"Other words from African languages were taken into English in the eighteenth century including chimpanzee, from a Bantu language, and gnu, from a Bushman language"

As Mark Ranneberger and Sally Dijkerman pointed out in a letter to the editor of the Washington Post in 2005:

"According to anthropologists Elizabeth Marshall Thomas and Richard Lee, the term 'Bushmen' is pejorative and no longer accepted in the anthropological community. In his 1979 ethnography The Kung San: Men, Women and Work in a Foraging Society, Mr. Lee wrote that 'the term Bushmen has both racist and sexist connotations.'

In addition, the Kalahari is inhabited by many different peoples, and they should be called by whatever name they give themselves."
According to Wikipedia gnu "is from a Khoikhoi language". It's a shame to see Dixon committing the same errors as those he criticises.

I can't think of any likely place-names in South Sulawesi. There's a small fishing village called Minanga in North Sulawesi. This is unlikely to be the source though - there are Bugis there now, but they arrived fairly recently.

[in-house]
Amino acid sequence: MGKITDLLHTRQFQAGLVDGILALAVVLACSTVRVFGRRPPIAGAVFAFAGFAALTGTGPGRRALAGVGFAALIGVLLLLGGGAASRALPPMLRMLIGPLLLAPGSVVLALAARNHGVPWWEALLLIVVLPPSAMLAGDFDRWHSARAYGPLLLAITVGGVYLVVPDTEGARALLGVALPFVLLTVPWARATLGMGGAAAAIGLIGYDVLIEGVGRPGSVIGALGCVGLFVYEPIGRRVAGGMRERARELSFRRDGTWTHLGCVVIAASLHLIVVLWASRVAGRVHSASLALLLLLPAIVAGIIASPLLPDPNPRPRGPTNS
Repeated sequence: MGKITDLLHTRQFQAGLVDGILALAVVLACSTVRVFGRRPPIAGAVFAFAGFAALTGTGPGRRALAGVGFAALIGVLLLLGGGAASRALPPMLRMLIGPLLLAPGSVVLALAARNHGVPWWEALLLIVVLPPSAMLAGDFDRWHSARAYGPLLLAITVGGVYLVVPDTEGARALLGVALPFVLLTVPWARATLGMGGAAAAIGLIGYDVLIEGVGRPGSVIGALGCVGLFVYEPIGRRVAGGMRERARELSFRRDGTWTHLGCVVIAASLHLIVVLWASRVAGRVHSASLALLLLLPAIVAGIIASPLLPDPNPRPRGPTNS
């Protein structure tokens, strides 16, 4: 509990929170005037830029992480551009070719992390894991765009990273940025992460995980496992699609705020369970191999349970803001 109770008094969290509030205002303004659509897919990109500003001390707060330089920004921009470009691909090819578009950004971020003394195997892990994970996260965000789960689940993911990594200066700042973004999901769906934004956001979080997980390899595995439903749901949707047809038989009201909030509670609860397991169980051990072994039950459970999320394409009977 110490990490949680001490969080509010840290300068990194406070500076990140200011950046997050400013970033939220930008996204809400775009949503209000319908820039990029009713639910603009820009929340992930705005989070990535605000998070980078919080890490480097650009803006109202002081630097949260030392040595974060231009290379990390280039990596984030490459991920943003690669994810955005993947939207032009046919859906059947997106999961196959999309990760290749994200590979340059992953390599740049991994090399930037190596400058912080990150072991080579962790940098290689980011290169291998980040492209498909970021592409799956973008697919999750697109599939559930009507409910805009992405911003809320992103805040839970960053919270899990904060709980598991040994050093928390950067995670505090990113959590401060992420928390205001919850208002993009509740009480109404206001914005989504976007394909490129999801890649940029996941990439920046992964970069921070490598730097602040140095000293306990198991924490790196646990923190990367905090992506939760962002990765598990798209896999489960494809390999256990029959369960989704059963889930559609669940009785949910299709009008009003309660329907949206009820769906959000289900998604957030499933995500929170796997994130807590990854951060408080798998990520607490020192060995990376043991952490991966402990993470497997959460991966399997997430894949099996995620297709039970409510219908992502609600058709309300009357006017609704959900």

If Muna is the source, it has probably been filtered through Malay or Makassarese - the ethnonym is Wuna (cognate with bunga 'flower').

Philip Jones has made an intriguing suggestion that murlonga could be the same word as Molonga. Molonga was the name of a new ceremony (and its central figure) first reported on the northern Georgina River in 1893 (WE Roth 1897). Philip tells me that "the corroboree seems to have been characterised as being about exotic (and usually unwelcome) strangers, and was distinguished by the deployment of mock rifles etc, i.e. objects associated with white men". The late Mick McLean Irinyili told Luise Hercus (1980) about his involvement in a 1901 performance and that the ceremony's songs were in the Wakaya language of the Barkly Tableland, west of the northern Georgina. Gavan Breen's 1970s Wakaya vocabulary (ASEDA item 0047) includes the word /muluŋu/ 'devil', which has gotta be is an excellent candidate for the source of the term Molonga. The name was pronounced [mudluŋga] by McLean; the prestopping of the lateral would be a natural change in the Lake Eyre languages; and the late Walter Smith pronounced it [muluŋa] when he told Dick Kimber in 1981 about seeing the ceremony (Kimber 1990:178).